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The 18th Century

The de Lorimier Family

Marguerite Chorel de Saint-Romain, owner

After sitting empty for some time, the house was acquired by François Chorel de Saint-Romain for his daughter Marguerite, who settled there with her husband Guillaume de Lorimier in January 1695. The couple planned to make their living by farming the sizeable acreage behind the house, part of which was still forested. The property belonged to Marguerite Chorel de Saint- Romain. The de Lorimiers and their children and grandchildren lived on the site until the colony was conquered by the British.

Guillaume de Lorimier, originally from Paris, born commanded Fort Rolland in Lachine from 1700 to 1705. He was buried in Montréal on July 29, 1709. He and his wife Marguerite Chorel de Saint-Romain had their first child baptized in Montréal on March 17, 1697. Their other children were born in Lachine, in 1700, 1702 and 1705.

Marguerite Chorel de Saint-Romain, born commanded Fort Rolland in Lachine from 1700 in 1670, married Guillaume de Lorimier on January 27, 1695. She acquired title to Maison LeBer-LeMoyne a few years later as part of the dowry promised by her father, a prominent fur trader in the Trois-Rivières region.

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Maquette of the first stone church in the Saints-Anges de Lachine parish, built in 1703 

The foundations of this church were unearthed during archaeological excavations. Located one kilometre east of Maison LeBer-LeMoyne, in a LaSalle borough park, they are available to visitors.

Maquette made by Lucien Bourgault Anonymous gift RE-1940-001-1.6

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View of the cellar staircase

The cellar occupies just over half of the Maison’s west basement. It is believed to have been fitted out for storing trade goods. The photo shows an interesting cellar detail: an arch that supports the fireplace.

The de Lorimier Children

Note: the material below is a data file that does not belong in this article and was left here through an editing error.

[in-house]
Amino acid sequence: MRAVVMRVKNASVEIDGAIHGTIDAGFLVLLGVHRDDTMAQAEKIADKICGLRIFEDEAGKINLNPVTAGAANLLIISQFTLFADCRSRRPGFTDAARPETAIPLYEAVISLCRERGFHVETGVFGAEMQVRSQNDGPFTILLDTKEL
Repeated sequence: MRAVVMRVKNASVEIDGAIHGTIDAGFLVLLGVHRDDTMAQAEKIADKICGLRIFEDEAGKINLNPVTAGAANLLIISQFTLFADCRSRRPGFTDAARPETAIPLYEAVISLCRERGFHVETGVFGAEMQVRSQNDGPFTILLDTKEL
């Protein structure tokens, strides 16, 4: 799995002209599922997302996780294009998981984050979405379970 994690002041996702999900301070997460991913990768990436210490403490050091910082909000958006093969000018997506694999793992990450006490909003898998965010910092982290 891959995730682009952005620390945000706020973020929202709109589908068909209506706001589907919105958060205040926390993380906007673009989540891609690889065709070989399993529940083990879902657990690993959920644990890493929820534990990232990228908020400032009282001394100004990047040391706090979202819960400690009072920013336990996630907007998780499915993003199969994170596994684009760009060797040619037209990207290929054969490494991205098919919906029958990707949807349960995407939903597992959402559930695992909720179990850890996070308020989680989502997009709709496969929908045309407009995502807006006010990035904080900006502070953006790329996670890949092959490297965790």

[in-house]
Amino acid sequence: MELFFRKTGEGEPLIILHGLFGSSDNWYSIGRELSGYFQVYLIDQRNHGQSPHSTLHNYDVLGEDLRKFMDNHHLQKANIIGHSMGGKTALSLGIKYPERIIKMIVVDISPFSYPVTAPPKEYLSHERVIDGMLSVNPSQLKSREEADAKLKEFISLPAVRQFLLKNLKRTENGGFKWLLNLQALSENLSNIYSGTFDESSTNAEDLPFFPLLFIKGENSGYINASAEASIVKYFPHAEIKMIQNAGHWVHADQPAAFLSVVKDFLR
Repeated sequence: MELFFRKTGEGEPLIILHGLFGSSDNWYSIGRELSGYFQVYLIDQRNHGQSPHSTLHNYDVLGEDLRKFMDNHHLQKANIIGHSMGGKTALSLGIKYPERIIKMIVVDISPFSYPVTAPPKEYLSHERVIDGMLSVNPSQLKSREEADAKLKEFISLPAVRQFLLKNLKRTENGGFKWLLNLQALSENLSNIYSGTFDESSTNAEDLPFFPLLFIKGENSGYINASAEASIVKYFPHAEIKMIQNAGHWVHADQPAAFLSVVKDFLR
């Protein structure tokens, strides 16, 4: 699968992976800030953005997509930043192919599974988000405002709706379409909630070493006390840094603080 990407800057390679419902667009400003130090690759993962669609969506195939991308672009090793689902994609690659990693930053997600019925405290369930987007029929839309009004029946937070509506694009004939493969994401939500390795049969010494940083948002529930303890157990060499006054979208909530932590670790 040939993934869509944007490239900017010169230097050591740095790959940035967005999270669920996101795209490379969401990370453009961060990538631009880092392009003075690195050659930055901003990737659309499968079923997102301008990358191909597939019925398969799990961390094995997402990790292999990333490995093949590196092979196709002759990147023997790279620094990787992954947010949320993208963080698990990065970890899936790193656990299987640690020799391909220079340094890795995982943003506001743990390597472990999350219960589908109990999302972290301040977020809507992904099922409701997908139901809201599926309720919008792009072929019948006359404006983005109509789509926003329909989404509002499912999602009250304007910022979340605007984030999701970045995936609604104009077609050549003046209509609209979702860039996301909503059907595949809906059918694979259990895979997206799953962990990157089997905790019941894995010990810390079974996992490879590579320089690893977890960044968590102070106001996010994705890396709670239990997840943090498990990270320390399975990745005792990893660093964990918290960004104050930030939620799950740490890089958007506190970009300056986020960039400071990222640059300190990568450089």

Marguerite Chorel de Saint-Romain was widowed in 1709. In 1730, she deeded part of the property to her son Claude Nicolas Guillaume de Lorimier, a military officer. Assigned to the Great Lakes region during the first half of his career, he commanded the Île Perrot post in 1747 and the Lac-des-Deux-Montagnes garrison from 1749 to 1751. He and his wife had ten children.

In 1736, Marguerite transferred a second portion of the property to her daughter Marie-Jeanne de Lorimier, who married Joachim de Sacquespée that year. He, too, was a military officer and, in his absence, Marie-Jeanne ran the house, raised their three children and looked after the finances. She hired Pierre Lecompte dit Lafleur and his wife to plow and sow the land in 1755.

Claude Nicolas Guillaume de Lorimier was born in Lachine on May 20, 1705. After his marriage to Louise Lepailleur on January 7, 1730, they occupied the eastern half of the house, while his mother retained the western half. They later built a separate home on the southeast part of the land. Claude died in Lachine in 1770. In 1776, his widow saw their farm ravaged in reprisal for one of her sons leading a band of First Nations against the invading Americans.

Marie-Jeanne de Lorimier was born in Lachine on September 9, 1702. She gave birth to a child of unknown father on February 16, 1724, at the age of 22, and did not marry until she was 34. She died in Lachine on May 11, 1765.

Joachim de Sacquespée commanded the garrison at Châteauguay in 1747, at Fort Frontenac (now Kingston, Ontario) in 1749 and at Fort Saint-Jean in 1755. He also had a hand in the fur trade with a merchant partner. He died in Montréal in 1767.